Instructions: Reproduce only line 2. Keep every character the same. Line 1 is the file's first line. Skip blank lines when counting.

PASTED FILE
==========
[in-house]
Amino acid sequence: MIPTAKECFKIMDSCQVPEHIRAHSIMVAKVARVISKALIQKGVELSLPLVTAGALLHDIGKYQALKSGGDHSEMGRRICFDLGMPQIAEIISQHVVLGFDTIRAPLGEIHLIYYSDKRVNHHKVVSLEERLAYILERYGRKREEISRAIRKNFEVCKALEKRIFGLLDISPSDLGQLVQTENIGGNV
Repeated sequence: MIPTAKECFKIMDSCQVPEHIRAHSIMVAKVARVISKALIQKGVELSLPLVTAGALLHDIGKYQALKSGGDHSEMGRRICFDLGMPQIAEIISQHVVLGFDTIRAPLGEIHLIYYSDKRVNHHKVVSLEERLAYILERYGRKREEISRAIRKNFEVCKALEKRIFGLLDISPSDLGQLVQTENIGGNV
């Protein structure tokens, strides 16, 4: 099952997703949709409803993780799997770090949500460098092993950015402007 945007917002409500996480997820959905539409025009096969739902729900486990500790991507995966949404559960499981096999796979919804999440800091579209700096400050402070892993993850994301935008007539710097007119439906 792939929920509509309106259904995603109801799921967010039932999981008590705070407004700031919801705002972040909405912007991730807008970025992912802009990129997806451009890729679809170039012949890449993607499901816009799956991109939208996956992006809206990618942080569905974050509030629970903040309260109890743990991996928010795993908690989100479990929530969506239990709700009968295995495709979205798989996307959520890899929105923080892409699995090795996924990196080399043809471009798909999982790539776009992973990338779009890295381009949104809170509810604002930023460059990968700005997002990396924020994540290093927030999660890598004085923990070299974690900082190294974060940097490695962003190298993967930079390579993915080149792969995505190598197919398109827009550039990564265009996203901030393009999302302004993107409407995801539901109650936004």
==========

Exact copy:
Amino acid sequence: MIPTAKECFKIMDSCQVPEHIRAHSIMVAKVARVISKALIQKGVELSLPLVTAGALLHDIGKYQALKSGGDHSEMGRRICFDLGMPQIAEIISQHVVLGFDTIRAPLGEIHLIYYSDKRVNHHKVVSLEERLAYILERYGRKREEISRAIRKNFEVCKALEKRIFGLLDISPSDLGQLVQTENIGGNV